Background: Most breast cancers, even those that are initially responsive to tamoxifen, ultimately become resistant. The molecular basis for this resistance, which in some patients is thought to involve stimulation of tumor growth by tamoxifen, is unclear. Tamoxifen induces cellular oxidative stress, and because changes in cell redox state can activate signaling pathways leading to the activation of activating protein-1 (AP-1), we investigated whether tamoxifen-resistant growth in vivo is associated with oxidative stress and/or activation of AP-1 in a xenograft model system where resistance is caused by tamoxifen-stimulated growth.
Methods: Control estrogen-treated, tamoxifen-sensitive, and tamoxifen-resistant MCF-7 xenograft tumors were assessed for oxidative stress by measuring levels of antioxidant enzyme (e.g., superoxide dismutase [SOD], glutathione S-transferase [GST], and hexose monophosphate shunt [HMS]) activity, glutathione, and lipid peroxidation. AP-1 protein levels, phosphorylated c-jun levels, and phosphorylated Jun NH(2)-terminal kinase (JNK) levels were examined by western blot analyses, and AP-1 DNA-binding and transcriptional activities were assessed by electrophoretic mobility shift assays and a reporter gene system. All statistical tests are two-sided.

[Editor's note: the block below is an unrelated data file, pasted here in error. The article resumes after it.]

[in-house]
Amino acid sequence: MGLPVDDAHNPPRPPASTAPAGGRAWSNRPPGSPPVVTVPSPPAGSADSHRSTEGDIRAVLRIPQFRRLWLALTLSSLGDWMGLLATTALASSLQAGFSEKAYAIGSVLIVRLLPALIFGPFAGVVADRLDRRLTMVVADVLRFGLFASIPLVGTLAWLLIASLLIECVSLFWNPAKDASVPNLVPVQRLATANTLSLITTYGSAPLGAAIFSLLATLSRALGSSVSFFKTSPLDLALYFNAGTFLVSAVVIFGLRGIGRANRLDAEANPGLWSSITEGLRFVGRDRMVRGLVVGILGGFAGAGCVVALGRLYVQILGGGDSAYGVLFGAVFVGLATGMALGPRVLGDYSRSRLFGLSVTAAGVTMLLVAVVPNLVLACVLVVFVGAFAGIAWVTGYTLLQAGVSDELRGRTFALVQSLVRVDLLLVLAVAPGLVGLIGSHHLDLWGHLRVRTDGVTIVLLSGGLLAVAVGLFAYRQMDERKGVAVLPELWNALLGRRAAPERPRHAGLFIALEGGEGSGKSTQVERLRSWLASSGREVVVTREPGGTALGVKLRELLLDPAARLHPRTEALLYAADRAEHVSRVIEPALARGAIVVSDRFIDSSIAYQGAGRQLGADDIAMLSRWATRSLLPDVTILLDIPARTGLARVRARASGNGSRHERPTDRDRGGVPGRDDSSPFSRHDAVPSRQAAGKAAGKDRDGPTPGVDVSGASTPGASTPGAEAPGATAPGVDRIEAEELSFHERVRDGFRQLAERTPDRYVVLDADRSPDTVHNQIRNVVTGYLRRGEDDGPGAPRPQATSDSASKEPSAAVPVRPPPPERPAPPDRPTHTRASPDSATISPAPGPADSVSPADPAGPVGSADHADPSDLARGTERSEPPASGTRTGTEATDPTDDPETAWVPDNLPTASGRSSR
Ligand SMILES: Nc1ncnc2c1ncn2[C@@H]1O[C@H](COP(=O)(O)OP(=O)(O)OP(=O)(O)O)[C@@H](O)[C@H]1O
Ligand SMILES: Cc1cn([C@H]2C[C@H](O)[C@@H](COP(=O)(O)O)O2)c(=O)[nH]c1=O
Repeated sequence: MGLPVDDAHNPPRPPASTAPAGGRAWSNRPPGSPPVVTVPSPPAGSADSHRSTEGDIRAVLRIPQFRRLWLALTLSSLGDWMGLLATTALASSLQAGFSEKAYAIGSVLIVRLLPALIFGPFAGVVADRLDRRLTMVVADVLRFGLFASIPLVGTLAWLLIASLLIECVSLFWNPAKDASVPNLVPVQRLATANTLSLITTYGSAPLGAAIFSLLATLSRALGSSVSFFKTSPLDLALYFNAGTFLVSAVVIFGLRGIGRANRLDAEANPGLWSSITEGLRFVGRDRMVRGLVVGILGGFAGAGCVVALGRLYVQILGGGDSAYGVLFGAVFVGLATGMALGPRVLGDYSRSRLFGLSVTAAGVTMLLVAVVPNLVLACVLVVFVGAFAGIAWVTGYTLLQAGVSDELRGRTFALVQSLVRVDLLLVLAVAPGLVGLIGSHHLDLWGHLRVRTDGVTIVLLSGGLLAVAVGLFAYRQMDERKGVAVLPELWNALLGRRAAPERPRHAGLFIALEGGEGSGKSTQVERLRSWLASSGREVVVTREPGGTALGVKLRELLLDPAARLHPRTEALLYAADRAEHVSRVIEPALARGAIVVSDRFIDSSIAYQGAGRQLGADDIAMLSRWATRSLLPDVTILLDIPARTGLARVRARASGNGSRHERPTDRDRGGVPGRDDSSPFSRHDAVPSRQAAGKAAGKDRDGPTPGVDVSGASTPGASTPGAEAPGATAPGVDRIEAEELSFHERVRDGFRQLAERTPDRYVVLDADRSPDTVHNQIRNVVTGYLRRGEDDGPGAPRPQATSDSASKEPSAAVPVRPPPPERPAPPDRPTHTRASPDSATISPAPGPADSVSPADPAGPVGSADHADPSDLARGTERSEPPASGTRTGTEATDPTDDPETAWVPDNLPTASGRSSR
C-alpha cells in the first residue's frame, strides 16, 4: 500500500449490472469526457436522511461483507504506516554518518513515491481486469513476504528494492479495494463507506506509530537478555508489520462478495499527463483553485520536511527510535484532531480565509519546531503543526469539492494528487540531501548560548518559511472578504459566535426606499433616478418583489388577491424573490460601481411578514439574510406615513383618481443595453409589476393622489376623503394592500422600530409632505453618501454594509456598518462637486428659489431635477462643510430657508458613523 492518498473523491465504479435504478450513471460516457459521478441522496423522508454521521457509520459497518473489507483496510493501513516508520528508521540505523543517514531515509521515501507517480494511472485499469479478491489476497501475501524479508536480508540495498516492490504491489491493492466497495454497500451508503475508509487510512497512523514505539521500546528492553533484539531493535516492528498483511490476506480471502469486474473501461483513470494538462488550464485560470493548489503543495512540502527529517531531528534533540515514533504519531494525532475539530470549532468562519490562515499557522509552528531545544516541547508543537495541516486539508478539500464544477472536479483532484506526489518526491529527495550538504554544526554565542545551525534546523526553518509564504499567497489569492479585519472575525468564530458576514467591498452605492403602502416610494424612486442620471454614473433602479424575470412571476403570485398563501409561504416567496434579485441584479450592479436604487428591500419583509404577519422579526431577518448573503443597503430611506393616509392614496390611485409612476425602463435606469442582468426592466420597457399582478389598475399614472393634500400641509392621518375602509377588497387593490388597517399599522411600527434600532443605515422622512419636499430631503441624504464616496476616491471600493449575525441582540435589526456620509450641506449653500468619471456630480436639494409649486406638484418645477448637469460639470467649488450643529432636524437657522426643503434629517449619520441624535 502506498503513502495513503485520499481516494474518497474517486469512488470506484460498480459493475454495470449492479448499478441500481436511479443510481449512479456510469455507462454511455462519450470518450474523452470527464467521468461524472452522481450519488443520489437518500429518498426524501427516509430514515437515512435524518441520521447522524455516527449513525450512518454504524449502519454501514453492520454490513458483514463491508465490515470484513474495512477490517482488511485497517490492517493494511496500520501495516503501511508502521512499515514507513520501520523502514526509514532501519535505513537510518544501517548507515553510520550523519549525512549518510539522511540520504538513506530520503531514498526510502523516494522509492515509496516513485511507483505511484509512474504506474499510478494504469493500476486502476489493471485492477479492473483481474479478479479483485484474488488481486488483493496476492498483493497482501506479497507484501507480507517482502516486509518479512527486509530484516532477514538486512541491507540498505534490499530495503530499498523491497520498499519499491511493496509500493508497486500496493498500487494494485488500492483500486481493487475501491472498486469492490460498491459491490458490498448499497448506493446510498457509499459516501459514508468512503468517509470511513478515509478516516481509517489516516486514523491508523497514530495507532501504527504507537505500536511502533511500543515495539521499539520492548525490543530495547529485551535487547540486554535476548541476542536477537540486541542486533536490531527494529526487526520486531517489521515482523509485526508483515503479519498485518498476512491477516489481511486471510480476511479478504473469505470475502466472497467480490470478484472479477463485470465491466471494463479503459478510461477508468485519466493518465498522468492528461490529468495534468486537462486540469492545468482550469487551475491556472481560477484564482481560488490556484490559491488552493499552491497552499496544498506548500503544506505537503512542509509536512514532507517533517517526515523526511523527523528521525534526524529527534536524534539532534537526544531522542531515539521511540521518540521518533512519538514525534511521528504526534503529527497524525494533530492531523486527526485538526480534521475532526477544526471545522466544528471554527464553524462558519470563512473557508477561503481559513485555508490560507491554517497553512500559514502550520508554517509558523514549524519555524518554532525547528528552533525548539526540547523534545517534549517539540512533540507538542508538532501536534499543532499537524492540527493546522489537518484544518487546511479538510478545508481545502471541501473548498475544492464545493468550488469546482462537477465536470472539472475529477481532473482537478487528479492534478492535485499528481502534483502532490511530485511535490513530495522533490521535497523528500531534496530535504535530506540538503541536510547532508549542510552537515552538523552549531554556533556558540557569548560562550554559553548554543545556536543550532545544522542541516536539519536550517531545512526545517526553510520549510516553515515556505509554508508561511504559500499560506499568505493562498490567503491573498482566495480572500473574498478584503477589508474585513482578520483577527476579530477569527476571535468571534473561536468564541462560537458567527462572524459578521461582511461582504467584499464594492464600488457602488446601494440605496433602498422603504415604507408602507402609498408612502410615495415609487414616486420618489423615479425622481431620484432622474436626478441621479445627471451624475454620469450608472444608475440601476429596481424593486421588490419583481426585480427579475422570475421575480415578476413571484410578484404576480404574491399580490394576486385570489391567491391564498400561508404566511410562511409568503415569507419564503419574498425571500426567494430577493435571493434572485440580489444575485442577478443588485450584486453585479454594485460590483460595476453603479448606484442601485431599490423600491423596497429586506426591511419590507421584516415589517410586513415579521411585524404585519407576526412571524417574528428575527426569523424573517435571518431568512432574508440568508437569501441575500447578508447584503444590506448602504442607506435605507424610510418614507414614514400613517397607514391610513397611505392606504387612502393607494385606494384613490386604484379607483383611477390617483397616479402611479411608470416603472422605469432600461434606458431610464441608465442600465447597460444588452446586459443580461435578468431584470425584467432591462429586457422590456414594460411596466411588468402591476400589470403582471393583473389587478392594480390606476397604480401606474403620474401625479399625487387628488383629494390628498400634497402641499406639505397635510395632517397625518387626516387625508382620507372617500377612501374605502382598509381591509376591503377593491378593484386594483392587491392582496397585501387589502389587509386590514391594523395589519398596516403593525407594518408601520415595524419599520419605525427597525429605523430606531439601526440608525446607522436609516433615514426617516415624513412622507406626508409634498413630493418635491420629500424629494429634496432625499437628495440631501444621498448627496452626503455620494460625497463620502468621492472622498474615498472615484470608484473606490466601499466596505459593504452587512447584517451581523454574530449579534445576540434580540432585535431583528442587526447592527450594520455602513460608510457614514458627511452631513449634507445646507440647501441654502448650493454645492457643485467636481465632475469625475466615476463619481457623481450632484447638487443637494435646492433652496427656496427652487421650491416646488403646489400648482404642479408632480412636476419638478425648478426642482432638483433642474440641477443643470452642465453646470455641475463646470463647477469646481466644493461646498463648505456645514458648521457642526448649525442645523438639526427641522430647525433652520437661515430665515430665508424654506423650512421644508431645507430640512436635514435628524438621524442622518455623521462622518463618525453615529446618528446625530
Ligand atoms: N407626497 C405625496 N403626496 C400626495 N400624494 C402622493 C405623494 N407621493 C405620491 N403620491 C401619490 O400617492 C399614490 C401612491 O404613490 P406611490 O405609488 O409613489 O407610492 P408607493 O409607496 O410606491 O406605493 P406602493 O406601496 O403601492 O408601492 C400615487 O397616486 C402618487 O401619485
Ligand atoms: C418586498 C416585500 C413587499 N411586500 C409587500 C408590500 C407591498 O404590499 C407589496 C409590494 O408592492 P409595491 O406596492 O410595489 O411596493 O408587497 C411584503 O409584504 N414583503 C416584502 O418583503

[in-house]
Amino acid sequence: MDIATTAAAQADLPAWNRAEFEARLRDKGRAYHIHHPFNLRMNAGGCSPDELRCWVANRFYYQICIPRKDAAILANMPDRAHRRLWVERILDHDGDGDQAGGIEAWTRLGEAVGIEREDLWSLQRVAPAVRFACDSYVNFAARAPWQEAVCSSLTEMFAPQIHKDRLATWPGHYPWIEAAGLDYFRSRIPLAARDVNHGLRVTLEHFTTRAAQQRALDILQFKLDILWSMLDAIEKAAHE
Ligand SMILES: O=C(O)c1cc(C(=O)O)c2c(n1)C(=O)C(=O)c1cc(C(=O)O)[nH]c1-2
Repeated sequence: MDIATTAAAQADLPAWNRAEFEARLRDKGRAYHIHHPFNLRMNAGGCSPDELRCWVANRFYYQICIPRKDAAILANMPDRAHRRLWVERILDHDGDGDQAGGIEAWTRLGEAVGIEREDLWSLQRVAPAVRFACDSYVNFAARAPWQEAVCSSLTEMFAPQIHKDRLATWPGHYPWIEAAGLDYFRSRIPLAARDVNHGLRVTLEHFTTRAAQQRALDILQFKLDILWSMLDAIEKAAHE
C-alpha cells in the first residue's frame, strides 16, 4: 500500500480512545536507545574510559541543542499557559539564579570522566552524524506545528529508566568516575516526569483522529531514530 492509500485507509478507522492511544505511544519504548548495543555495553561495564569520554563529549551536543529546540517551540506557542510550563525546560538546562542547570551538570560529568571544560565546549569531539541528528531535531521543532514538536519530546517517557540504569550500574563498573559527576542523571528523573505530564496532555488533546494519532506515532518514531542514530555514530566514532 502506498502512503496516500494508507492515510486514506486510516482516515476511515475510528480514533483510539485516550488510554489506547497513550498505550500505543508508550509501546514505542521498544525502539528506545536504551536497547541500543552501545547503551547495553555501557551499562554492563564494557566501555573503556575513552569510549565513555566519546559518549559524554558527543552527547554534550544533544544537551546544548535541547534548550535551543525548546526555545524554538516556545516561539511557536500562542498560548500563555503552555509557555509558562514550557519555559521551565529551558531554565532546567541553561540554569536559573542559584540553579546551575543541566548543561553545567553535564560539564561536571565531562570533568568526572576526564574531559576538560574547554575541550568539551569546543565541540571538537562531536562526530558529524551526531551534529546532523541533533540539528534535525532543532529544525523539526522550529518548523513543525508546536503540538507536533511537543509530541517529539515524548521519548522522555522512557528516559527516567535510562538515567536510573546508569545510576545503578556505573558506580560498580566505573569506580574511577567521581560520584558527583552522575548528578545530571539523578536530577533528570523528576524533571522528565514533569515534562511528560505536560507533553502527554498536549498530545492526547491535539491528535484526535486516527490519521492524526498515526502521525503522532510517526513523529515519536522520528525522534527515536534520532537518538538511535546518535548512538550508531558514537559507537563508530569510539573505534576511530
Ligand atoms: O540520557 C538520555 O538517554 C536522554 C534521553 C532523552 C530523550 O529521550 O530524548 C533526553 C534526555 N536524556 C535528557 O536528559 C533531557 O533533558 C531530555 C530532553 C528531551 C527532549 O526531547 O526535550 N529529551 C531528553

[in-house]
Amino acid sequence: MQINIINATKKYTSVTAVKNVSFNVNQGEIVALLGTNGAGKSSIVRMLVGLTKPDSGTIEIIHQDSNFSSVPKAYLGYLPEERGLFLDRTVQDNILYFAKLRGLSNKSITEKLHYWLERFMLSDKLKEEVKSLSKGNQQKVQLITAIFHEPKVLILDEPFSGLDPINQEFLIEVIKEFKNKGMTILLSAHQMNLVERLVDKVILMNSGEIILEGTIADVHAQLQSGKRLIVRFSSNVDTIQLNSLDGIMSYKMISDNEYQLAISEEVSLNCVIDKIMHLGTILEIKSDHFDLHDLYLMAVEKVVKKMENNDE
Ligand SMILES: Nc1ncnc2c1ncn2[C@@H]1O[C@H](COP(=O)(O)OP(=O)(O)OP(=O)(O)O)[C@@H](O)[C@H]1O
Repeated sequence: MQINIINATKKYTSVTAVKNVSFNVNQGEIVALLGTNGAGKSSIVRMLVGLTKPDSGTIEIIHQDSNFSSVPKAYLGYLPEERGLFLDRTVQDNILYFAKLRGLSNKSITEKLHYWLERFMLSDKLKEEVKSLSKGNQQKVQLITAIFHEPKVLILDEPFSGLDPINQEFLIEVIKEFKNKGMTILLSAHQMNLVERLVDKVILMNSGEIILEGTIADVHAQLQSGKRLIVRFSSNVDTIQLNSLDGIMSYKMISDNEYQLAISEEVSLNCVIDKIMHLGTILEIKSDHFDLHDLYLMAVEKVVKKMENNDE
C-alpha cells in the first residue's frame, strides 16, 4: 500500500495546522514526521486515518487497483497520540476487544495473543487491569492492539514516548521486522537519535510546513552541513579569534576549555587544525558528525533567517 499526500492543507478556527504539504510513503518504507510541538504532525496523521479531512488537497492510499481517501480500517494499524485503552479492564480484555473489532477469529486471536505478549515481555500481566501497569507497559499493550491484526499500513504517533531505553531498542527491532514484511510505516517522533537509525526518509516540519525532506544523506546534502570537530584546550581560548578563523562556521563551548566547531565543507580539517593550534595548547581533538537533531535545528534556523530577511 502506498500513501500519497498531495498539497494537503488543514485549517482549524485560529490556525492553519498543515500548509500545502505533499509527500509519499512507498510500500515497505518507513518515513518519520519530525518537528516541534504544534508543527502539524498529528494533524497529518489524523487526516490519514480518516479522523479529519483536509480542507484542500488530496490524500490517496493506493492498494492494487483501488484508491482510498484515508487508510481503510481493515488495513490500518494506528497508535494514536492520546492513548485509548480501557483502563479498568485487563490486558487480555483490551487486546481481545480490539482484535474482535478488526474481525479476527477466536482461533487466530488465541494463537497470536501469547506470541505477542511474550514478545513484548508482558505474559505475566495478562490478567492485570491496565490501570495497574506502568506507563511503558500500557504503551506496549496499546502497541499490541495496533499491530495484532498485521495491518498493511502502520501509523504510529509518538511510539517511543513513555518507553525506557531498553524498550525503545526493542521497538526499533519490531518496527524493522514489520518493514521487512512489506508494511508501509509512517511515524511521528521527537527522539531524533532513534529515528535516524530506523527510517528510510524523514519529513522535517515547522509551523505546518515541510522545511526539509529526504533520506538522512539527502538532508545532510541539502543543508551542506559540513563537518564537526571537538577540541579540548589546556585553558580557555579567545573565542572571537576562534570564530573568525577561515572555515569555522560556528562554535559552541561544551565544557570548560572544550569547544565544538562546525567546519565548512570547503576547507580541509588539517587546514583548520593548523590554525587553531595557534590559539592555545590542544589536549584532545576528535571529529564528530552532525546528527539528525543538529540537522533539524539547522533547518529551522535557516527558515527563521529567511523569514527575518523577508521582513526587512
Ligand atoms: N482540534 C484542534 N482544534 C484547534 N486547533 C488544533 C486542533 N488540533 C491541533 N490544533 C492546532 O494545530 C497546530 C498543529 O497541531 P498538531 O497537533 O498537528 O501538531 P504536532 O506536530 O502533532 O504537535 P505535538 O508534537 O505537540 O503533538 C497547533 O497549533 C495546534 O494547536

Results: Compared with control estrogen-treated tumors, tamoxifen resistant tumors had statistically significantly increased SOD (more than threefold; P=.004) and GST (twofold; P=.004) activity and statistically significantly reduced glutathione levels (greater than twofold; P<.001) and HMS activity (10-fold; P<.001). Lipid peroxides were not significantly different between control and tamoxifen-resistant tumors. We observed no differences in AP-1 protein components or DNA-binding activity. However, AP-1-dependent transcription (P=.04) and phosphorylated c-Jun and JNK levels (P<.001) were statistically significantly increased in the tamoxifen-resistant tumors.
Conclusion: Our results suggest that the conversion of breast tumors to a tamoxifen-resistant phenotype is associated with oxidative stress and the subsequent antioxidant response and with increased phosphorylated JNK and c-Jun levels and AP-1 activity, which together could contribute to tumor growth.